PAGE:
I am so irritated right now.

As y’all know we recently built a house.  McComb Wholesale Carpet did the tile and wood flooring in the entire house, plus the kitchen back splash and the master shower tile work.

Most of the work was fine, but I have been less than impressed with their attention to detail.

But the problems we’ve had with the master shower are the reason I wouldn’t recommend them to anyone. We have a custom sized shower. The fiberglass shower pan, being a custom size, didn’t have a pre-cast threshold for the shower door to rest on.

Part of the installation included building a curb (threshold) for the shower doors to rest on. Our builder had put in a wood threshold (that would be waterproofed and tiled over). The installers from McComb Wholesale Carpet said it needed to be a different type of wood, so they pulled the other stuff out and put in the wood they wanted. Their installation was sloppy – they didn’t measure in order to size the material correctly and one side had to be shimmed up to make it level with the other side.

We didn’t know any of this at the time; we only found out after we started having problems with the shower leaking.

At any rate, the shower looked great initially. But about a week after we moved in, we noticed that the tile flooring outside the shower was damp after each use. A few days after that, I saw that the grout between the tiles on the threshold was falling out in chunks. So we called MWC and they came out to look at it on 5/6/13.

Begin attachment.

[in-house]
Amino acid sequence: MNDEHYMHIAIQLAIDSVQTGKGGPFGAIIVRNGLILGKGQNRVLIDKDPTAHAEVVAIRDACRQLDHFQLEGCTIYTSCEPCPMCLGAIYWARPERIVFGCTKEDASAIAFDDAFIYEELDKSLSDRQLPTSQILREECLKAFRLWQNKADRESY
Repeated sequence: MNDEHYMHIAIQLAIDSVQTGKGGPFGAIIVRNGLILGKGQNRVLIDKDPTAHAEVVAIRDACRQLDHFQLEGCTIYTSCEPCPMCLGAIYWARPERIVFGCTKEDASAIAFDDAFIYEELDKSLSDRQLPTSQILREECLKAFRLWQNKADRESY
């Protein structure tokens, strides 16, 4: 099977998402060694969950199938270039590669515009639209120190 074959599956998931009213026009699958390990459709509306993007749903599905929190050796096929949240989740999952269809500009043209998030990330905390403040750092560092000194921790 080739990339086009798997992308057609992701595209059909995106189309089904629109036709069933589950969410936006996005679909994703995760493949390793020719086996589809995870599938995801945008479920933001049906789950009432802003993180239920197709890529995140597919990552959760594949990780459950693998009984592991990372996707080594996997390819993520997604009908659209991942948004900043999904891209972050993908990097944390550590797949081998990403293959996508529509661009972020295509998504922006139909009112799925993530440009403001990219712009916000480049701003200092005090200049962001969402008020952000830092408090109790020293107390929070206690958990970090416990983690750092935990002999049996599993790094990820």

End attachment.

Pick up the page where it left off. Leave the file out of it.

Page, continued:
The installers who did the work on our house came out to look. They decided that the water was penetrating the grout and wetting the wood underneath, causing swelling and warping, which was why the grout was falling out. They proposed replacing the grout with a caulk which should seal everything up. We warned them that if this didn’t solve the problem, they would be tearing it all out and redoing it.

They came back a few days later and chipped all the old grout out of the tiles on the threshold and filled the spaces with caulk.

Everything was fine for about a week. Then the caulk started separating from the tile and the floor outside the shower was damp. We called MWC again and they came out on 5/16/13. At that time they were informed that they would be tearing out the threshold and replacing it with concrete or brick, which wouldn’t be bothered by any water penetration. I was told at this time that they would order the extra tile they needed and would start the job the next week.

They didn’t show up. When I called the store to find out why, I learned that they had taken on another job that was going to tie them up for at least a couple of weeks. By this point, these problems had been going on for over a month. When I finally spoke to them, I was told it would be 6/17/13 before they could start our repair.

Finally, the day slated for our repair to begin arrived. One of the installers came out and began demoing the threshold. When he pried the tile off, the mastic used to adhere the tile to the framing was wet, with a gluey consistency. When he pulled the wood out, it was soaked. Water marks on the wood framing showed water penetration both from above and below. As near as my husband and I could figure, the wood was soaking up water from underneath. This caused holes to develop that allowed water to enter from the top.